Shipping wound down for 2016 with mixed reports. Seaborne rates hit bottom and began an upward climb. U.S. river traffic was sluggish due to holidays and weather. U.S. rail volume, down overall for 2016, picked up in the final week of December. U.S. truck rates increased and shipping volume surged due to holiday delivery and the need to move freight before year end. Shipping associations are looking with cautious optimism for growth of the economy in 2017 that will lead to infrastructure spending and regulatory changes that will boost volumes and rates.
The New Year is starting out very slowly for the seaborne freight market but sentiment is positive, according to the latest MID-SHIP Report. Break bulk shipments have benefited from iron ore and coal imports from China. Freight rates and fuel prices were on the rise as 2016 closed.
Rates in the Cape size and Panamax markets are finding a bottom, says MID-SHIP, while Supra and Handy size spot market appear to be strengthening in the coming weeks.
Wrote MID-SHIP, “Freight market levels continuing to slowly improve, especially from the second quarter onwards. We ended 2016 with pockets of strength, which indicate a narrowing between supply and demand. We see continued steady growth on the demand side.” Iron ore imports to China are expected to surpass one billion tonnes in 2017.
The Baltic Dry Index closed on Friday, Jan 6 at 963. In the past 52 weeks the index has ranged between 290 and 1,257.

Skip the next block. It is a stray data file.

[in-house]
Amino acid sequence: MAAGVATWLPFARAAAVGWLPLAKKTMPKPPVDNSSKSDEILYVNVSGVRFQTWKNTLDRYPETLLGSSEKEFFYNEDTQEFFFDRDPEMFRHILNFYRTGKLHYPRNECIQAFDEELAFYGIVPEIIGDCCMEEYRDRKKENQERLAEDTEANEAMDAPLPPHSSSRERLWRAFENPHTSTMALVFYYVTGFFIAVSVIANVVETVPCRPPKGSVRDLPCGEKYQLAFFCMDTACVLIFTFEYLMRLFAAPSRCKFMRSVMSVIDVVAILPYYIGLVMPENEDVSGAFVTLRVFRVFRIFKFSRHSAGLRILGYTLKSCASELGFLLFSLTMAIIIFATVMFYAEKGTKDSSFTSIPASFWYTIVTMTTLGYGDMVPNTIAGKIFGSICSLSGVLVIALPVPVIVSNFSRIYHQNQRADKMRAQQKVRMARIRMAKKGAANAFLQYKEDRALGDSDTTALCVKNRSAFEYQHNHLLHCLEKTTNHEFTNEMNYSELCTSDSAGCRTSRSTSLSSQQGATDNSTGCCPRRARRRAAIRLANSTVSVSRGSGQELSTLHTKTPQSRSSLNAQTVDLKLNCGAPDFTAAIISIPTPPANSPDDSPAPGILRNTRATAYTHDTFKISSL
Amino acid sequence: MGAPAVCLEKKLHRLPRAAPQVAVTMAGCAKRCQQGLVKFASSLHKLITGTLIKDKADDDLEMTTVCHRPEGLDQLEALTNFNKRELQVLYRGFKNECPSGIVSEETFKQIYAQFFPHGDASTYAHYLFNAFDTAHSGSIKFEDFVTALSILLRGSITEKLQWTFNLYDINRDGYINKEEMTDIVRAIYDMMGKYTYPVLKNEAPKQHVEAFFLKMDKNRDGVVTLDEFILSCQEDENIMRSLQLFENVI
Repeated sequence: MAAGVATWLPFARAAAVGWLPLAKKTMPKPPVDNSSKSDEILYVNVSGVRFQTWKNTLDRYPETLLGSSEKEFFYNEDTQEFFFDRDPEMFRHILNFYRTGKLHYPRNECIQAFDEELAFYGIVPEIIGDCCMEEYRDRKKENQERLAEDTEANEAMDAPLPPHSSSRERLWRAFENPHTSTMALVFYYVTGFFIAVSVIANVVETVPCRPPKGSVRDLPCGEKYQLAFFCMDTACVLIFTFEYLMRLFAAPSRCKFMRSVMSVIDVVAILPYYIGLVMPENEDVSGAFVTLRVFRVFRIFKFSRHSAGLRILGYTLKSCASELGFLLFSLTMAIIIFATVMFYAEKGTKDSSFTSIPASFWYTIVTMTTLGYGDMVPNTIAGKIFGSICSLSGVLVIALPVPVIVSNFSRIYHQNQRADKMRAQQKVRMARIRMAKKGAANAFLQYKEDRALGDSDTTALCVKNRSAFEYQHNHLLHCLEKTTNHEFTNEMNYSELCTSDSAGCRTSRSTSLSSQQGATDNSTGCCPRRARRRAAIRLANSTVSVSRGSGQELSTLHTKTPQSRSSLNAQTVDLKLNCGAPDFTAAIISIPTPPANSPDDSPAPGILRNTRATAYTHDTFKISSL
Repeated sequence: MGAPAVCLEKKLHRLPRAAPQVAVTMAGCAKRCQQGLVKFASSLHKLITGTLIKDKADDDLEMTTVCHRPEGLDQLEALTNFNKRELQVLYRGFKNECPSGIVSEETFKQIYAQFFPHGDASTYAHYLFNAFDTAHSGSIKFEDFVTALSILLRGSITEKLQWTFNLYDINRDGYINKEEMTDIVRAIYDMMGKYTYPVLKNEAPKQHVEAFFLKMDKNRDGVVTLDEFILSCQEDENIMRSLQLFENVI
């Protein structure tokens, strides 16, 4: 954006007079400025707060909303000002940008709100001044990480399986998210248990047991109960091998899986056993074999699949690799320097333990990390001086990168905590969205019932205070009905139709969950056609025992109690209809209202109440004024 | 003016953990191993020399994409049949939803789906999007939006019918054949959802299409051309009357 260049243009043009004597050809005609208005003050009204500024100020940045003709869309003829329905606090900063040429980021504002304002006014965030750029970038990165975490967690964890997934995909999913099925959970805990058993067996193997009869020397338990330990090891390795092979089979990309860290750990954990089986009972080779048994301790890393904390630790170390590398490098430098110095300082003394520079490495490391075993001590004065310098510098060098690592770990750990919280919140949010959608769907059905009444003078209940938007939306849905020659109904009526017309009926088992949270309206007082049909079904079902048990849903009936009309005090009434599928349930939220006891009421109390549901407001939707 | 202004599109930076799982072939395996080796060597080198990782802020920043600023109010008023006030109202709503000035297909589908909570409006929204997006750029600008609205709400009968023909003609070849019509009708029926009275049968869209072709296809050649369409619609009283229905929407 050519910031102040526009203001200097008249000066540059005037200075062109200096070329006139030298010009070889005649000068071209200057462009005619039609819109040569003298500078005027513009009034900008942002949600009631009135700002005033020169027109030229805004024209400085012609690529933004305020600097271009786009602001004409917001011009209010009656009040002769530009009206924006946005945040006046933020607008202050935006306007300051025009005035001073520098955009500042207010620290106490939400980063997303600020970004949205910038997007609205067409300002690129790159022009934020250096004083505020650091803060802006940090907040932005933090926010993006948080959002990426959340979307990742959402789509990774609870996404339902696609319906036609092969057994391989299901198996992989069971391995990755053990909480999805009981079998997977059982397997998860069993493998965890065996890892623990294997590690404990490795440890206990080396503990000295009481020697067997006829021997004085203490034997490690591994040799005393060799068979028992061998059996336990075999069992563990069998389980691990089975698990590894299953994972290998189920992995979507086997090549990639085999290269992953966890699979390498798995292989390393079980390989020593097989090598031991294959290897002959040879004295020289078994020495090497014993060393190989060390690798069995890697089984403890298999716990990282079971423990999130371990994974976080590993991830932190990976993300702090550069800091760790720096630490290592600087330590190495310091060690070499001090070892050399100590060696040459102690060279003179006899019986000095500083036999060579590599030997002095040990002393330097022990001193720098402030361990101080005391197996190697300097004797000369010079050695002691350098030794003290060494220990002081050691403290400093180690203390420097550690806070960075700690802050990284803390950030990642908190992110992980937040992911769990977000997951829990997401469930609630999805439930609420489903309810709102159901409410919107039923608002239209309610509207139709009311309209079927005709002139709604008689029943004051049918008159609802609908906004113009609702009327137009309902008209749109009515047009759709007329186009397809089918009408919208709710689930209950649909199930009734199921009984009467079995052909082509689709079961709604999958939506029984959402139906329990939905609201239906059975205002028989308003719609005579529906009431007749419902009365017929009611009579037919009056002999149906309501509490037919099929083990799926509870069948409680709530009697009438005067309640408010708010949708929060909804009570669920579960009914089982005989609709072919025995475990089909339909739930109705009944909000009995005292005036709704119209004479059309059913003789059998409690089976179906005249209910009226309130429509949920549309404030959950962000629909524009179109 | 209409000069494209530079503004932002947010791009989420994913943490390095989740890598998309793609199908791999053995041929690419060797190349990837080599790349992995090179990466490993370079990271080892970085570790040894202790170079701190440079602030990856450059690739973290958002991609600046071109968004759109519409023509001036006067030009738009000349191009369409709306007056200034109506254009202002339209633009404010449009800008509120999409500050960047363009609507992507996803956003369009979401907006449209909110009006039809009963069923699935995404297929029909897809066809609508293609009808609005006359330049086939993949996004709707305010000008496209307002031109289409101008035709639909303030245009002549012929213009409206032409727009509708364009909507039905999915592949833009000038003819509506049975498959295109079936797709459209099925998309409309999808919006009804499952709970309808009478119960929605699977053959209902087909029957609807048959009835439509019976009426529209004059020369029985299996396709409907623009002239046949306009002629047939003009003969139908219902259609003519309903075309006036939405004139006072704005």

Barge traffic is experiencing delays to heavy icing on Northern rivers while fog has been a significant problem in the Southeast. The barge market is starting the New Year with soft rates and is expecting another year of relatively low coal volumes, sluggish imports, strong grain volumes and relatively high supply of equipment, said MID-SHIP.
Rail volume was down 5 percent in 2016 compared to 2015 according the Association of American Railroads. Total carload traffic was 13,096,860 carloads in 2016, down 8.2 percent while intermodal containers and trailers were down 1.6 percent to 13,490,491 units.
December total rail volume was up 2.8 percent year over year and rail traffic for the week ending Dec. 31 was up 7.7 percent year over year.
“Last year was challenging for freight railroads,” said AAR Senior Vice President of Policy and Economics John T. Gray. “Rail carloads were down for the second consecutive year, due mainly to a weak manufacturing economy and turmoil in energy markets, while intermodal failed to set its fourth straight annual record. That said, there are signs that the economy may be gradually returning to a period of growth.”
AAR president and CEO Edward Hamberger said the association will advocate for a “simpler and fairer tax code” to promote US economic growth as well as push for sustainable funding for infrastructure.
“The freight rail industry is capital intensive and must spend massive amounts of its money to maintain infrastructure and equipment. Current STB proposals would inhibit railroads’ ability to continually invest the amount of capital needed to make the 140,000-mile network work for Americans. The Board should be cognizant of the economic impact our industry and promote regulations that enhance job growth and development,” said Hamberger.